Seeing Shea for the first time was a tad awkward, but like the two adults they are now they were amicable toward each other.   Margot immediately pulled out her wedding binder that she’d made and decided the three of them needed to divvy up the remaining items on the list.  Ivy has been put in charge of The Wishing Tree which involves mailing out tags to each wedding guest to write down ‘wishes’ for the newly married couple.  Then Ivy is to ensure that all those wishes get hung on the tree for the Bride and Groom to read later.  It’s been a tradition in their family for a long time.  But as Ivy helps ready the tree for Shea’s wedding she must look deep within herself at her own future and what she believes true love should be.  Can she reconcile with what Elliot has done?  Is she too wrapped up in thinking about her ex, Michael?  Or, will she decide true love is loving herself first and remain on her own?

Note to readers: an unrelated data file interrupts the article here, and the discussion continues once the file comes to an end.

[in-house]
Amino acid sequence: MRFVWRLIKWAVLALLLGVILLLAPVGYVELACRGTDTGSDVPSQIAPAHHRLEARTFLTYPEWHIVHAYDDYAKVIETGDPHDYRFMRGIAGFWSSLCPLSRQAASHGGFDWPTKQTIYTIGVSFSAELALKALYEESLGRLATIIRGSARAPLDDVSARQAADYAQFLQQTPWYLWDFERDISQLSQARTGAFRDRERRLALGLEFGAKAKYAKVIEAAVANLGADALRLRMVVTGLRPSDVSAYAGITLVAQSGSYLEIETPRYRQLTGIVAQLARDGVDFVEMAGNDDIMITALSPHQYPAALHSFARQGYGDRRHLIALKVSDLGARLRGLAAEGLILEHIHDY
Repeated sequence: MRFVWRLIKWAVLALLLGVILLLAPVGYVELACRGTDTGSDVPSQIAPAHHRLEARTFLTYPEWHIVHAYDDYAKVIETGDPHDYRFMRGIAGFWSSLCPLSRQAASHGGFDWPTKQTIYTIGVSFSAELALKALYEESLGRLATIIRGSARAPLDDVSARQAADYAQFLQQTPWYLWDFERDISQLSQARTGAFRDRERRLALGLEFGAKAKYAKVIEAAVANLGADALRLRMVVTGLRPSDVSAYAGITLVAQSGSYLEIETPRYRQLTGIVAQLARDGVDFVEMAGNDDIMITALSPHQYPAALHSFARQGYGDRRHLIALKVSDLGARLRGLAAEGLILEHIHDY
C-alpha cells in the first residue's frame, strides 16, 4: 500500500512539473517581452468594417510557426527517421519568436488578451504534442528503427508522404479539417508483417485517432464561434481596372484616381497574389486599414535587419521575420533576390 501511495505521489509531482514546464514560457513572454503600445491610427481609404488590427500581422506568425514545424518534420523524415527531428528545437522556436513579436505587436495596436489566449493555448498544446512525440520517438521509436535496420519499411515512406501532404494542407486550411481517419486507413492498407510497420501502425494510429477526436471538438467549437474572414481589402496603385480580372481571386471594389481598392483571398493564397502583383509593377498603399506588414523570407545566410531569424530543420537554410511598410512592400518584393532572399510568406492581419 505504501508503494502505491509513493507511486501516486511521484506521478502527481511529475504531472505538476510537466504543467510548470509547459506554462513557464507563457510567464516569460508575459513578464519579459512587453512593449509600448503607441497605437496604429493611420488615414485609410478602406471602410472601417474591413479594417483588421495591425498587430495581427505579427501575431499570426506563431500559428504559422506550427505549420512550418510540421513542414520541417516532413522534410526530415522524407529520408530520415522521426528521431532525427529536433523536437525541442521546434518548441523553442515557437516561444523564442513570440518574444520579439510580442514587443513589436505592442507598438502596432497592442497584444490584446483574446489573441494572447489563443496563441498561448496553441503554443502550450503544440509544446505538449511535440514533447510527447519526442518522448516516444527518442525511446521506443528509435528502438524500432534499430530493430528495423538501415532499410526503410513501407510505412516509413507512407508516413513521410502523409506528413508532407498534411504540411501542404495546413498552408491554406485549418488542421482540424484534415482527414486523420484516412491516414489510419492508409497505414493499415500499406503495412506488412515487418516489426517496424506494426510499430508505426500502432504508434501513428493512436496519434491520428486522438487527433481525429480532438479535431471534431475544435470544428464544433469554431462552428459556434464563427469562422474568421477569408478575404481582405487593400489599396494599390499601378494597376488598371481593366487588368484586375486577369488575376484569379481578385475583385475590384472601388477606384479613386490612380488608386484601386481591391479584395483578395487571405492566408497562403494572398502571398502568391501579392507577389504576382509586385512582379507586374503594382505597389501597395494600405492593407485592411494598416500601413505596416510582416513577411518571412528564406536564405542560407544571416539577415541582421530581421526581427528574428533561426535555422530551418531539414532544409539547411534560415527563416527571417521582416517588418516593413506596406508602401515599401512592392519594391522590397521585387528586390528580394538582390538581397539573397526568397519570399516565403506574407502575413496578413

The Wishing Tree is definitely a book about forgiveness.  It’s also a beautifully written story of love, loss, betrayal, hope, grace, and finding one’s way back from the brink.  You can’t allow bitterness and situations already washed under the bridge to affect the here and now or your future.  Everyone deserves forgiveness and true grace.  We’re not perfect people but when it comes from a place of faith and a deep understanding of your true heart’s desire, then you need to accept what is. 

Marybeth Whalen has penned a most gorgeous read.  The Wishing Tree gracefully unravels how tradition, culture and sense of place affect the human heart.  Well-done!


Monday, June 3, 2013


Story Description:

HarperCollins Publishers|February 15, 2013|Trade Paperback|ISBN: 978-0-06-211376-4

Conceived in love and possibility, Bonaventure Arrow didn’t make a peep when he was born, and the doctor nearly took him for dead.  No one knows that Bonaventure’s silence is filled with resonance – a miraculous gift of rarified hearing that encompasses the Universe of Every Single Sound.  Growing up in the big house on Christopher Street in Bayou Cymbaline, Bonaventure can hear flowers grow, a thousand shades of blue, and the miniature tempests that rage inside raindrops.  He can also hear the gentle voice of his father, William Arrow, shot dead before Bonaventure was born by a mysterious stranger known only as the Wanderer.